My first impression about mass media influence on black youth culture
Monday, February 06, 2006
Dear E. R. Bills,
I appreciate your letter and must admit that I am more clueless than you are about hip-hop culture, music, language, and credo. Indeed, it is a counter-culture hard to understand, with derivative roots in the black radicalism of the 1960s and 1970s. I recognize much of the slang as originating among convicts inside the prison systems. But the negative rap and vulgar displays is purely a mass media creation. VH1 and MTV are the main culprits. Hip-Hop is Big Business, though the hip-hoppers themselves are the least benefited.
We African-Americans have been trying to get control of this counter-culture and turn it around, in a positive direction, for some time. But we do not have control of the educational institutions. Our standards and discipline are rejected by Anglo-American culture. In the segregated school system, we had prayer, pledge allegiance, corporal punishment, and kids who obeyed and had a sense of common sense and direction. But the integrated school system seems to proceed on the theory of racial inferiority and treat our kids like little monkeys gone out of control.
Many black leaders are beginning to conclude that integration have undermined our traditional family value system and our system of motivating high achievement. But we do not control what comes on TV. We can do nothing about white teachers who cannot handle hip-hop kids. In fact, we find ourselves fighting the backend of the same problem. The superior intellects will not concede defeat and let the real experts handle the problem. As we would have once said, “It’s either a white man’s fix of the problem or no fix at all. And, if he cannot fix the problem, it cannot be fixed”.
As an Old School OG, I have some credibility with the younger generation. They give me my “props”. But some people may believe that we OGs set the original bad example that kids now follow. They vilified the Black Panthers as a gang, similar to the gangs of today. We were discredited and suppressed by the government. This allowed the “pimps” and “players” to rise to become role models in the black community, in place of the Panthers.
People forget that we cared for the young and old, protected our community from Klan attacks and drug pushers, and established Freedom Schools, separate and apart from the mainstream school system. We did not, and still do not, trust just anybody to teach our kids. The terrible situation in the school system today is a result of our demise as a left-wing political party. The infiltration of drugs and pimping came in over our dead bodies. The early black-on-black crimes and shootouts were the results of the wars between the Panthers and the drug lords and pimps. But we could not fight them and defend ourselves against rabid law enforcement at the same time.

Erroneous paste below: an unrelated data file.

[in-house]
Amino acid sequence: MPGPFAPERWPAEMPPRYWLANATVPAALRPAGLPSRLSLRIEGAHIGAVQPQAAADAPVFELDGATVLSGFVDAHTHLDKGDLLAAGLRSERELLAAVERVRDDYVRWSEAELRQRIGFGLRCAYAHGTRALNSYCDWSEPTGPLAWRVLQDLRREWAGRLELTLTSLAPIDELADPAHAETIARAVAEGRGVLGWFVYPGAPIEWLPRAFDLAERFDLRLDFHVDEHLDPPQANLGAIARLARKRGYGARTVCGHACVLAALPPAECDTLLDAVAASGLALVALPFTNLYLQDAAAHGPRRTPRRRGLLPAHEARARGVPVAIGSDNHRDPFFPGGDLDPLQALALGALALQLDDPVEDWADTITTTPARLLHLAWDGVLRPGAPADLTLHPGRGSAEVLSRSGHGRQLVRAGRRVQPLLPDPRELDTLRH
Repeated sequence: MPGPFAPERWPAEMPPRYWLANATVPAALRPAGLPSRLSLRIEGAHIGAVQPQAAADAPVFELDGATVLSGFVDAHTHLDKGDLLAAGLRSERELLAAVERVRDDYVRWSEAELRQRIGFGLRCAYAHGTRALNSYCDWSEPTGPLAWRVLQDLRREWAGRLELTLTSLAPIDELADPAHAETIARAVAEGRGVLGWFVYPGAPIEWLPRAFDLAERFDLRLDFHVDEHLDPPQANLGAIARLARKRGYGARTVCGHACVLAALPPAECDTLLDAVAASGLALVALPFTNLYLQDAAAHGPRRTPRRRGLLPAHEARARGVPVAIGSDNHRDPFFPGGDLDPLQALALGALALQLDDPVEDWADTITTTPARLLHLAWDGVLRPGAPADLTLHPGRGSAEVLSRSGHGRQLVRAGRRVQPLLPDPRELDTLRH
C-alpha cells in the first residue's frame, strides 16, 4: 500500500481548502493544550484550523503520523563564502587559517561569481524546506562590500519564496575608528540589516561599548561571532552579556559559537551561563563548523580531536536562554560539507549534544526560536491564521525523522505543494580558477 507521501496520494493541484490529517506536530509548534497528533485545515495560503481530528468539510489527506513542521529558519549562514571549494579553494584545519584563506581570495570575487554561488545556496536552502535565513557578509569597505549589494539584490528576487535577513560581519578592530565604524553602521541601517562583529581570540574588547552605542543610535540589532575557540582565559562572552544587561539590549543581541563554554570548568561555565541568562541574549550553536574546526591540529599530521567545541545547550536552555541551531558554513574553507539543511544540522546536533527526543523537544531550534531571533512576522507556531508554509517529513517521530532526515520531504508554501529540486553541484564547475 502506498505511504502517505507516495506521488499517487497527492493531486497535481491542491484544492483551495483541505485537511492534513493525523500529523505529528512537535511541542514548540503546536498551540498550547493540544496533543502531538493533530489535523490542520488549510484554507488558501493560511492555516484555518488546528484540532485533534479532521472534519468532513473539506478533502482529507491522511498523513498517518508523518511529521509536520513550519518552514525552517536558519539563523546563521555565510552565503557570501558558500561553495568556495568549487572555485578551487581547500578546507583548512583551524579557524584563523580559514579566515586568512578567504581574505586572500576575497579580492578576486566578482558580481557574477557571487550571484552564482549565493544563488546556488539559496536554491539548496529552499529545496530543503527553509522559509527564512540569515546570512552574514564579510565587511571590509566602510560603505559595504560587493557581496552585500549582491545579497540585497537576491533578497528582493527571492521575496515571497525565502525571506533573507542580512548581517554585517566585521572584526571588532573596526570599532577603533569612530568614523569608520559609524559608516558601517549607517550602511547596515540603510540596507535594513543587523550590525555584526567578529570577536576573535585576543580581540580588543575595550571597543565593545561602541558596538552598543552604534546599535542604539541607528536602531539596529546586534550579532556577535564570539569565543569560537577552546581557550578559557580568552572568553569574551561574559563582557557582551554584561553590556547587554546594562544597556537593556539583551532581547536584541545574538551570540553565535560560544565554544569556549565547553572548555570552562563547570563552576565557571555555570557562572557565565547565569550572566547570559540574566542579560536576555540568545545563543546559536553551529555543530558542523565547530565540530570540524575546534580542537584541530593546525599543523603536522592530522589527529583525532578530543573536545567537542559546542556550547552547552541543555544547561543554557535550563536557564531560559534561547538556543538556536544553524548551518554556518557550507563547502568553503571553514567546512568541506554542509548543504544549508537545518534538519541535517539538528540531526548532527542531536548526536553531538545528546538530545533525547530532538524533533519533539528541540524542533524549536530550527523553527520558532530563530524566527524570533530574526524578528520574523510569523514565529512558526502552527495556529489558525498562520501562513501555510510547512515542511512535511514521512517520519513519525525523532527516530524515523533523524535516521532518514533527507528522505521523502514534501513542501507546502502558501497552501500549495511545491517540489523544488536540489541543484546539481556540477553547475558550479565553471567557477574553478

Stanley “Tookie” Williams and the Crips and Bloods originally came into existence as protectorates of the community, to fill the vacuum created by the demise of the Black Panthers Party. But they had no leadership who could steer them past exploitation and corruption. Millionaires and billionaires financed the drug trade. Drug producing Third World countries base their agricultural economies on it. The victims of the trade are our children. And, yet they are the most criminalized.
The same is true with illegal weapons and violence on the streets. Gun manufactures benefit from the sales, whether legal or on the black market. A new gun straight from the manufacturer, still with that new grease smell, cost four or five times the regular price on the streets. The drug suppliers are generally the same ones who sell the guns and put out hit contracts. This is what perpetuates street violence, and our kids have no idea that they are being played like puppets on a string until they are forced into a life of crime. I say, “forced”, because they must carry out the crime, “make their bones”, or risk becoming the target of a hit themselves. The cycle of violence as perpetual as it is instigated.
This gangster-ism filters down into the culture with the help of media conveyors who promote this violent, lascivious, and wanton lifestyle as something cute. It sells. It sells records, bling-bling, clothes, rides, etc., etc. And, we African-Americans have no control over it. Whatever influence we try to exert in this arena is countermanded by money and powerful forces that exploit our children for their weaknesses and excesses.
It’s almost as if America wants no solution to this cultural problem. What they want, it seems, is scapegoats for propaganda purpose. This is why your kids are turned on and you are turned off. You think negatively of Hip-Hop, but they love it. Politically speaking, Hip-Hop is isolated and alienated, which makes this younger generation more vulnerable. This is why you see people like Snoop Dogg and Kanye West and others trying to step up to the plate and assume responsibility for turning this negativity around.